Movie ‘Migrante’ Portrays Dreams, Harrowing Tales Of OFWs

by Janess Ann J. Ellao

MANILA – A few years ago, renowned director Joel Lamangan and Palanca-awardee scriptwriter Bonifacio Ilagan teamed up with Ricky Lee to film the Flor Contemplacion Story, a movie based on the life of an overseas Filipino worker who was sentenced to die in Singapore. Her death amplified the costs of labor migration.

Yet recently, Lamangan and Ilagan teamed up again to film another gripping portrayal of the continuing poor working conditions of overseas Filipino workers.

“Flor’s story was a film on one individual’s life. But now, (in this film) you will see the bigger problem. It also focuses on how groups like Migrante are helping OFWs in other countries,” Lamangan said. The film, he added, is “telling the truth of how our local embassies in other countries are not helping that much.”

‘Migrante (The Filipino Diaspora)’ is a film that portrays the many faces of being an overseas Filipino worker. The fates of the OFWs in the film were intertwined by the tragic incident that has befallen Frida (Jody Sta. Maria) and her family. It also highlighted the role of people’s organizations such as Migrante International, which, in real life, have been at the forefront of helping fellow Filipino migrants workers in need.

“One of our inspirations in making this film is the accumulating number of cases of OFWs being maltreated. The number of reported incidents have increased tremendously that people think that it is just an ordinary case,” Ilagan said.

Leaving the country

The scenes leading to Frida’s departure to Israel is all too familiar since many Filipinos, including this writer, have relatives working abroad. But it is an entirely new experience when viewing it from a different perspective.

One could almost sense the pain that characters were feeling as Frida’s departure neared, most especially when the children were begging desperately for their mother not to leave. Even Jody Sta. Maria, who played Frida, said that it is one of the scenes that struck her.

“If they had a choice, who would want to go out of this country to work? Knowing our Filipino culture for strong family ties, no one would,” Sta. Maria said.

If there is anything that makes ‘Migrante’ stand out from other OFW films is the fact that they spent a significant amount of time showing what pushed Frida, like other Filipinos, to work abroad.

Many Filipinos leave the country in the hope that working abroad could help them uplift their living conditions, be able to send loved ones to a good school, buy medicines for family members who are sick and secure a decent future, especially for the children, only to end up as a victim of maltreatment.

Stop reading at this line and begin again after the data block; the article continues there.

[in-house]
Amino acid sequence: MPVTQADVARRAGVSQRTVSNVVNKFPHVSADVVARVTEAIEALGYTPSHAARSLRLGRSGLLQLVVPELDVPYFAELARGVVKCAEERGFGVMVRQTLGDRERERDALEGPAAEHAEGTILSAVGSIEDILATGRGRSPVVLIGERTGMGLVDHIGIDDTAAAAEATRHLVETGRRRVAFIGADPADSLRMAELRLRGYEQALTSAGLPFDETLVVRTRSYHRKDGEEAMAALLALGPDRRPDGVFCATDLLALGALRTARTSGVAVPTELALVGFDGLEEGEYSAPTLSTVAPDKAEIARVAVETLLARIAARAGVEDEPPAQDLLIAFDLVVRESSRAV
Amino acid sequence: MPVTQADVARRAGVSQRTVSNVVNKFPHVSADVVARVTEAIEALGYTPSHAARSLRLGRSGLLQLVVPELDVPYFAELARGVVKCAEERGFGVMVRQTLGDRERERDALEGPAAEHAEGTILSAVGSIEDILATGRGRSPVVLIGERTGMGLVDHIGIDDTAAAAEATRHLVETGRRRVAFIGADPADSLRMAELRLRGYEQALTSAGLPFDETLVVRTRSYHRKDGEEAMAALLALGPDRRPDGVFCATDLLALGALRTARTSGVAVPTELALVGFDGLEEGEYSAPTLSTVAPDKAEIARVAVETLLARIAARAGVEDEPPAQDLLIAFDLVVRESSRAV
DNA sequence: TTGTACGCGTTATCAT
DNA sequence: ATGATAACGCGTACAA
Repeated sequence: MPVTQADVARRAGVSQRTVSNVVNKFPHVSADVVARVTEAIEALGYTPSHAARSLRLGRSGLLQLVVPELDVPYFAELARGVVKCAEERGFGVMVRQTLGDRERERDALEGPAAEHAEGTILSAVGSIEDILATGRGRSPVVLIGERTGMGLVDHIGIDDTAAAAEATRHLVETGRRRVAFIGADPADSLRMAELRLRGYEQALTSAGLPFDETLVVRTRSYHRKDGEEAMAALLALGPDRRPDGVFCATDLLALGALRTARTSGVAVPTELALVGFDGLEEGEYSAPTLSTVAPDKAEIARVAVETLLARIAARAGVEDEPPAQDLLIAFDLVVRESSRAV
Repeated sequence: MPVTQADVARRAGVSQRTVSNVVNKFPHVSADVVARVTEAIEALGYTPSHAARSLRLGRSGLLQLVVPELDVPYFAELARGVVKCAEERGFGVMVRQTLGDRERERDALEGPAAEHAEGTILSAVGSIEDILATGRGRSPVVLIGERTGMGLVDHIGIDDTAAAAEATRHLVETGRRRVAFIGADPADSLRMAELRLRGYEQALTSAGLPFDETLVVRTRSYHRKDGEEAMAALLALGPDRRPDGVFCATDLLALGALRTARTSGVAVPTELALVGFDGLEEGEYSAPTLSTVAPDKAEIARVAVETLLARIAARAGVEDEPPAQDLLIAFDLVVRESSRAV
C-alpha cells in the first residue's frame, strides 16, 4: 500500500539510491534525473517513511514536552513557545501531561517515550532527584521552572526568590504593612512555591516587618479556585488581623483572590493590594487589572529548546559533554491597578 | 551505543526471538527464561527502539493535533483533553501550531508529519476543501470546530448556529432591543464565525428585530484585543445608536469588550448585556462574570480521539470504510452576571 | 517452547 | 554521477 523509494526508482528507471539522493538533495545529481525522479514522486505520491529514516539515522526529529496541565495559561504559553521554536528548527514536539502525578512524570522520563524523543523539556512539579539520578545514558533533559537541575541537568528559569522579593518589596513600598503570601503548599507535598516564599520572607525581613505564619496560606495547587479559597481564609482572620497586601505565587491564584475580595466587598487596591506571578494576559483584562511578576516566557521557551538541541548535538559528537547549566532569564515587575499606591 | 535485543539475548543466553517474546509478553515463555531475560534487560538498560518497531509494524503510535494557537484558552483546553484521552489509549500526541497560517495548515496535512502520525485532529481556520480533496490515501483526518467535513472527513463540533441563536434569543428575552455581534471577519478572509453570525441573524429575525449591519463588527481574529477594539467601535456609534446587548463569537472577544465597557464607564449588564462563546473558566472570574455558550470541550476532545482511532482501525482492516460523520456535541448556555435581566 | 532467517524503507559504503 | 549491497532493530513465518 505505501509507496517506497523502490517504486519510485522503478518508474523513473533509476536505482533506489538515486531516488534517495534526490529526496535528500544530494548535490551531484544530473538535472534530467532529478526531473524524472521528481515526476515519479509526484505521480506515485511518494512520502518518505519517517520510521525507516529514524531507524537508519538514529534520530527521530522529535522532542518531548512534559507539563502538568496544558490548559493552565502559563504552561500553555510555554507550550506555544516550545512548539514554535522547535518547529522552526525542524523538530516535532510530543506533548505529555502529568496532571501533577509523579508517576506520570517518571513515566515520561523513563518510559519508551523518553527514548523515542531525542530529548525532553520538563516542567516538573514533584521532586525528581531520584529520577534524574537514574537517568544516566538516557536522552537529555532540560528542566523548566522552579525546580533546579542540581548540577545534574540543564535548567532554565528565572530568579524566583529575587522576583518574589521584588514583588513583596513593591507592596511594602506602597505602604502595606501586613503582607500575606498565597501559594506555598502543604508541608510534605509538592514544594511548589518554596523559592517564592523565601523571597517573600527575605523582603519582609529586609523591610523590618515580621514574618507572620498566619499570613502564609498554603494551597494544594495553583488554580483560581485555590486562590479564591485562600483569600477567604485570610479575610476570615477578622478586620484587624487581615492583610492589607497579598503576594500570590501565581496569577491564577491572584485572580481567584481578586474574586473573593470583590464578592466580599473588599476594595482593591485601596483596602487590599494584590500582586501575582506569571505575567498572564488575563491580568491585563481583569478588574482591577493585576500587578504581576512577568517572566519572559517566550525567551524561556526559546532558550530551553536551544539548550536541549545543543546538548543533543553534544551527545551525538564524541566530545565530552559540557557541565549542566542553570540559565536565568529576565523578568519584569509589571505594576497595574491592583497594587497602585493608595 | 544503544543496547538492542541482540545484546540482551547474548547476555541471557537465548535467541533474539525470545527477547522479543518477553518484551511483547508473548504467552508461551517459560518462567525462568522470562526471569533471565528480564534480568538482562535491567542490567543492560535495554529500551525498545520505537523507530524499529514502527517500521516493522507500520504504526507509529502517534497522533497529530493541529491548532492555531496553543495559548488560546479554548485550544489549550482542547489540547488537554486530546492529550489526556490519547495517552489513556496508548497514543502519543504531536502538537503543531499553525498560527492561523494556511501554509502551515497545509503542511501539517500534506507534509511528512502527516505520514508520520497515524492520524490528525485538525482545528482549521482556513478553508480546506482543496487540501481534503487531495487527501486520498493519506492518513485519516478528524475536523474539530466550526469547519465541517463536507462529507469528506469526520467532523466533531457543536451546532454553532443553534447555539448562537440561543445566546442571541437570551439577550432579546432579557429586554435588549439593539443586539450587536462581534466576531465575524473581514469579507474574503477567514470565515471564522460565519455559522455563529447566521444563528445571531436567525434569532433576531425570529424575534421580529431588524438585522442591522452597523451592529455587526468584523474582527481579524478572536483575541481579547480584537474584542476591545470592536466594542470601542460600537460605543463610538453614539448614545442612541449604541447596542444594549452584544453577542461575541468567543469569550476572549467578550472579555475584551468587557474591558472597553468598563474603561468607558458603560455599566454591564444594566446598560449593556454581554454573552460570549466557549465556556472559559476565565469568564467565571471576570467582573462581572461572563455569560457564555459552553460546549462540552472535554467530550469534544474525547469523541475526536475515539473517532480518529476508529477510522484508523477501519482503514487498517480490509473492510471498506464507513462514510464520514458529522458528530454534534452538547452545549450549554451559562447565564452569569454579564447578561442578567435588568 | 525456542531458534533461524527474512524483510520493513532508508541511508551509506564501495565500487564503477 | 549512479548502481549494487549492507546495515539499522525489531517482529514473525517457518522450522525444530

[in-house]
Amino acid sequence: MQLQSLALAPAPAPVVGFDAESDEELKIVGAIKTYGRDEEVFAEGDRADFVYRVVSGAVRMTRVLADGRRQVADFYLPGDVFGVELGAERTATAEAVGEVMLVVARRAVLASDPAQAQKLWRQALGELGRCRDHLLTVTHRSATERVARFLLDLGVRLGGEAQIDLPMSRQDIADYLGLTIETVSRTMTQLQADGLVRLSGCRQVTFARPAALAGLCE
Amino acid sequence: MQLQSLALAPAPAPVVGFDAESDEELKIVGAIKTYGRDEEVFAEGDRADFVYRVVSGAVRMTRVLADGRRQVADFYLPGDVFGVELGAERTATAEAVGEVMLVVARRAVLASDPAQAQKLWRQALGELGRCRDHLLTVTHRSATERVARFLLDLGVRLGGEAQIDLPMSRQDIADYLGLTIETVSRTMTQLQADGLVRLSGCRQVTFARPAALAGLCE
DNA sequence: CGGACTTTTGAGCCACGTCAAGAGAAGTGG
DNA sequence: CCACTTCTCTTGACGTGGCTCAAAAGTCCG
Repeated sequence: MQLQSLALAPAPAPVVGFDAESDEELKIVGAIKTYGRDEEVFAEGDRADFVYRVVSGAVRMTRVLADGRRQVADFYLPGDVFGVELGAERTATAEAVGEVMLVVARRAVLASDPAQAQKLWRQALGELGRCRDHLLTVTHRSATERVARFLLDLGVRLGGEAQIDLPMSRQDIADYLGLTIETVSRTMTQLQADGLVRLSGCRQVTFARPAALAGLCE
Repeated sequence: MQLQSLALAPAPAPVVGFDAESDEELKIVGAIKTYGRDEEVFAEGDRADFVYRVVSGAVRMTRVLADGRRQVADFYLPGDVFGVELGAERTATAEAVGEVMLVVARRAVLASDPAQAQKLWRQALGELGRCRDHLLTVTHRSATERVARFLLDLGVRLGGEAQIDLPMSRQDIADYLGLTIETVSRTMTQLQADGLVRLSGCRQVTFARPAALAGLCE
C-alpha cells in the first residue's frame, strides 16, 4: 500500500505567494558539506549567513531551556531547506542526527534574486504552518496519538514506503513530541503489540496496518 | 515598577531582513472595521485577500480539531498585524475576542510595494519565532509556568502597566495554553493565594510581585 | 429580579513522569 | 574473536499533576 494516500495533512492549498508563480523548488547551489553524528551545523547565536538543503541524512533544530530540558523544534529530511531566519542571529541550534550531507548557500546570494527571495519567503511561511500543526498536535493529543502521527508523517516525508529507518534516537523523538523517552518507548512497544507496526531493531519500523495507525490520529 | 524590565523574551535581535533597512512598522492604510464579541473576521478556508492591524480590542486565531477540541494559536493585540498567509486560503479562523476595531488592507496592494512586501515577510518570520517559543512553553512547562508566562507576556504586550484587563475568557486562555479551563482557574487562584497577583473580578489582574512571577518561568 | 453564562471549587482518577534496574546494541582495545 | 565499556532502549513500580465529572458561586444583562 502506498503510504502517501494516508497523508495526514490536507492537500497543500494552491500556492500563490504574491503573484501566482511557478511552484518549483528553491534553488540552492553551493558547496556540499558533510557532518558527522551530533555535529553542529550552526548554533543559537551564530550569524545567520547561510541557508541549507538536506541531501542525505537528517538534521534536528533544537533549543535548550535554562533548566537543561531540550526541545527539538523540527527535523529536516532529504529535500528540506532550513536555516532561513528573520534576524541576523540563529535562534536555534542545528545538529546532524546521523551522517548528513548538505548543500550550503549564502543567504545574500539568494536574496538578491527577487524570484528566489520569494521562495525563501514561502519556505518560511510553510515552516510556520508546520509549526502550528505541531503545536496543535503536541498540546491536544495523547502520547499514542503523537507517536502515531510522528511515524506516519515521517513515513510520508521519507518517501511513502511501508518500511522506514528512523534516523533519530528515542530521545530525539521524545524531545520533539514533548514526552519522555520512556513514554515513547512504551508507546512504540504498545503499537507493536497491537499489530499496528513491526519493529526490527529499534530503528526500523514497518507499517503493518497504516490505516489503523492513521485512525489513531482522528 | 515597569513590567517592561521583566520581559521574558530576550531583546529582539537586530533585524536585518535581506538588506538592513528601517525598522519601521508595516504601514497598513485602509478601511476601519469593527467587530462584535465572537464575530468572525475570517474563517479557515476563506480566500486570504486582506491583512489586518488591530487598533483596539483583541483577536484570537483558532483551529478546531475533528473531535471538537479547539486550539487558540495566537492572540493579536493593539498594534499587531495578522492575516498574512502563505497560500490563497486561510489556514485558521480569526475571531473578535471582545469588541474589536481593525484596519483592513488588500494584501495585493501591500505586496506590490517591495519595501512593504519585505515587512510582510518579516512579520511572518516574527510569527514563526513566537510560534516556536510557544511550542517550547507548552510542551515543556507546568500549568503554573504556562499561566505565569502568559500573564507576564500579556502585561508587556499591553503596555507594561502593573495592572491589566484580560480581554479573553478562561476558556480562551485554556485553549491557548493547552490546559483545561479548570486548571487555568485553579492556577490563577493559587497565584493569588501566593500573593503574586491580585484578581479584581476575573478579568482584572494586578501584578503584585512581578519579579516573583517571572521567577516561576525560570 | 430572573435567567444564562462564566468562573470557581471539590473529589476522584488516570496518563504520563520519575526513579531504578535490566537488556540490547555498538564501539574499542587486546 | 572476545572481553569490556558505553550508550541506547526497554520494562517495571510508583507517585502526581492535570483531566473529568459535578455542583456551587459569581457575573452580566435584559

Another highlight of the film is how other OFWs, who, too, have their own problems, are willing to lend a helping hand to their fellow Filipinos in dire need.

“She was by herself to confront the uncertain future. The only thing that was clear is that she is confronting danger, which other OFW and their families are experiencing,” Ilagan said.

As portrayed in ‘Migrante,’ government agencies abroad were hardly of help to the unsung heroes of the country. Those who played the role as members of the real-life migrant rights group Migrante International expressed their reservations on how their fellow Filipinos landed in a much worse fate when embassy officials intervened, or the lack thereof, in their respective cases.

To prove their point, they mentioned real cases such as Jennifer Beduya, one of the OFWs beheaded during the time of former president Gloria Macapagal Arroyo.

Thoughts on the film

Connie Bragas-Regalados of the Migrante Sectoral Party said they are very happy that a film portraying the difficulties being encountered by Filipino migrant workers was produced.

“Film is one of the most effective ways to educate the people about what we are going through. This is not just a lecture,” she told, adding that those who watched the film earlier have already sent her messages saying they were able to relate to the characters. “They said it was beautiful and it made them cry.”

The film, Gina Esguerra, Migrante International secretary general added, would be of big help in their migrants’ rights advocacy.

“It is very timely because the labor export policy is being intensified. It reflects what Filipinos are going through abroad because the story did not just focus on one family,” Esguerra said.

As the film concluded, a question is sure to linger in one’s mind: What is there to do to stop this cycle?

Migrante (The Filipino Diaspora) is set to be screened in various schools, universities and communities here and outside the country. (



PHOTO 1 — Frida’s children tries to convince her not to leave (Photo courtesy of Migrante (The Filipino Diaspora) Facebook account)

PHOTO 2 — Frida played Jody Sta. Maria and Andy played by Allen Dizon (Photo courtesy of Migrante (The Filipino Diaspora) Facebook account)

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